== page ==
The author of the Tony Award winner The History Boys, Alan Bennett is one of Britains best-loved literary voices. With The Uncommon Reader, he brings us a playful homage to the written word, imagining a world in which literature becomes a subversive bridge between powerbrokers and commoners. By turns cheeky and
charming, the novella features the Queen herself as its protagonist. When her yapping corgis lead her to a mobile library, Her Majesty develops a new obsession with reading. She finds herself devouring works by a tantalizing range of authors, from the Brontë sisters to Jean Genet. With a young member of the palace kitchen staff guiding her choices, its not long before the Queen begins to develop a new perspective on the world - one that alarms her closest advisers and tempts her to make bold new decisions. Brimming with the mischievous wit that has garnered acclaim for Bennett on both sides of the Atlantic, The Uncommon Reader is a delightful celebration
of books and writers, and the readers who sustain them.
It is immaterial whether in real life the Queen is an avid reader or not (one is told she's not) - her perceived character is merely the foil through which Bennett can poke some heartfelt fun and take the reader on a Queen's-eye whistle-stop tour through the best and worst of English literature. (Reviewed by BookBrowse Review Team).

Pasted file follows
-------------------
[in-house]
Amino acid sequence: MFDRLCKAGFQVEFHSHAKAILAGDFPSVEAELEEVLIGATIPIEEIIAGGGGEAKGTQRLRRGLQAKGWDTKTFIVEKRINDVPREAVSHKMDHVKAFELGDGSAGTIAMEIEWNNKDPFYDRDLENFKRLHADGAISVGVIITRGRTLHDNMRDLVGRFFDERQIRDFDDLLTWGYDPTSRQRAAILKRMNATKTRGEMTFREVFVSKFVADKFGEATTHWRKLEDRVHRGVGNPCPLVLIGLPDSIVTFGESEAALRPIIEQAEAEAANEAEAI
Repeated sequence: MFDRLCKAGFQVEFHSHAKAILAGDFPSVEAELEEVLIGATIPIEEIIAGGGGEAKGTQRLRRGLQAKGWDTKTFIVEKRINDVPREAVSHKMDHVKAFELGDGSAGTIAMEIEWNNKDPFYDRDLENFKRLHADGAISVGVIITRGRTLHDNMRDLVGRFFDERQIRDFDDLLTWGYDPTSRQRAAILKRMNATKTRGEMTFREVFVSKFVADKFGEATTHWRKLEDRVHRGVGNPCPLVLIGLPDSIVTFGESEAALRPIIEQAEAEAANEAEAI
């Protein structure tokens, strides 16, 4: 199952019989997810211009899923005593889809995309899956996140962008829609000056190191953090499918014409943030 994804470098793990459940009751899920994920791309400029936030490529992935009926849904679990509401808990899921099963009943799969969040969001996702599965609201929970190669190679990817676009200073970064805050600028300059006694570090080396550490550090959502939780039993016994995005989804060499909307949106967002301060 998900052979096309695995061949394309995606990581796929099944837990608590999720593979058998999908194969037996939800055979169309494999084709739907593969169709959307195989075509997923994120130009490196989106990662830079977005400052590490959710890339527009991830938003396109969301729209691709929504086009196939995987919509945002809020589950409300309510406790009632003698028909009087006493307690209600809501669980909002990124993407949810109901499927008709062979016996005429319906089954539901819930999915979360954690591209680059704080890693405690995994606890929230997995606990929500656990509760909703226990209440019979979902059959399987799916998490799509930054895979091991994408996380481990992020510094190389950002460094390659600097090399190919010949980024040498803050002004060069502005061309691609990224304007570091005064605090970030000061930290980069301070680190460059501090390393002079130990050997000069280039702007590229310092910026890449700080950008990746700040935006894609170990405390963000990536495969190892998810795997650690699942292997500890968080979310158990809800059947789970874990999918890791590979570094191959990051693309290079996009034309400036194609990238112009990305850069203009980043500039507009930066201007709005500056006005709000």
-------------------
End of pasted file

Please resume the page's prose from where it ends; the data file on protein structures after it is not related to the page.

O, The Oprah Magazine - David Gates
Bennett’s deadpan, self-deprecating humor translates perfectly.
USA Today - Bob Minzesheimer The Uncommon Reader is a political and literary satire. But it's also a lovely lesson in the redemptive and subversive power of reading and how one book can lead to another and another and another. The queen discovers that reading "was, among other things, a muscle and one that she had seemingly developed."
Los Angeles Times - Maud Newton The Uncommon Reader is a celebration of both reading and its counterpart, independent thinking. In this age of corporate politics, Bennett suggests, even a monarch may have greater potential for empathy with her fellow man than does the machine of democratic government.
New York Times - Michiko Kakutani
In recounting this story of a ruler who becomes a reader, a monarch who’d rather write than reign, Mr. Bennett has written a captivating fairy tale. It’s a tale that's as charming as the old Gregory Peck-Audrey Hepburn movie Roman Holiday, and as keenly observed as Stephen Frears's award-winning movie The Queen — a tale that showcases its author’s customary élan and keen but humane wit.
The Christian Science Monitor - Marjorie Kehe
The staggeringly prodigious Bennett, an award-winning playwright (The History Boys), bestselling novelist, and memoirist, has fun with the writers and books the queen relishes (and doesn't). Avid readers will enjoy his playful erudition in this entertaining reminder as to why we read and write. Here's hoping the multifaceted Bennett never puts down his pen.
There are lessons packed in here, but Bennett doesn't wallop readers with them. It's a fun little book.